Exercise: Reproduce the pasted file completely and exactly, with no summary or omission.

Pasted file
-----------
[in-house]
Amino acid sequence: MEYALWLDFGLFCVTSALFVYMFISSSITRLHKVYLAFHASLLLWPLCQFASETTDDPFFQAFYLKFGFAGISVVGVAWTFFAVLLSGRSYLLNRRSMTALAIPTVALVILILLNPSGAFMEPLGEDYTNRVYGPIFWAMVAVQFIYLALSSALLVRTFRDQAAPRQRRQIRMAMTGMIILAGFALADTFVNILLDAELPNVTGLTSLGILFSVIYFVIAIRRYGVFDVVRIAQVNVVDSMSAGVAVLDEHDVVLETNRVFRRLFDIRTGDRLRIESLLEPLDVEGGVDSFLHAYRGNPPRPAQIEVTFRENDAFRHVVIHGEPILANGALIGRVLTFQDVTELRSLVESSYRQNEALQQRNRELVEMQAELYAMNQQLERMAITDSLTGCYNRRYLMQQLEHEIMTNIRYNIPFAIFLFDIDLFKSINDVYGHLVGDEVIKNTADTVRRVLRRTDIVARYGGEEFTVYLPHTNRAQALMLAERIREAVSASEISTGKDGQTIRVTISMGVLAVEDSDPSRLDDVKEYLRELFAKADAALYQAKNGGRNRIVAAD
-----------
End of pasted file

[in-house]
Amino acid sequence: MEYALWLDFGLFCVTSALFVYMFISSSITRLHKVYLAFHASLLLWPLCQFASETTDDPFFQAFYLKFGFAGISVVGVAWTFFAVLLSGRSYLLNRRSMTALAIPTVALVILILLNPSGAFMEPLGEDYTNRVYGPIFWAMVAVQFIYLALSSALLVRTFRDQAAPRQRRQIRMAMTGMIILAGFALADTFVNILLDAELPNVTGLTSLGILFSVIYFVIAIRRYGVFDVVRIAQVNVVDSMSAGVAVLDEHDVVLETNRVFRRLFDIRTGDRLRIESLLEPLDVEGGVDSFLHAYRGNPPRPAQIEVTFRENDAFRHVVIHGEPILANGALIGRVLTFQDVTELRSLVESSYRQNEALQQRNRELVEMQAELYAMNQQLERMAITDSLTGCYNRRYLMQQLEHEIMTNIRYNIPFAIFLFDIDLFKSINDVYGHLVGDEVIKNTADTVRRVLRRTDIVARYGGEEFTVYLPHTNRAQALMLAERIREAVSASEISTGKDGQTIRVTISMGVLAVEDSDPSRLDDVKEYLRELFAKADAALYQAKNGGRNRIVAAD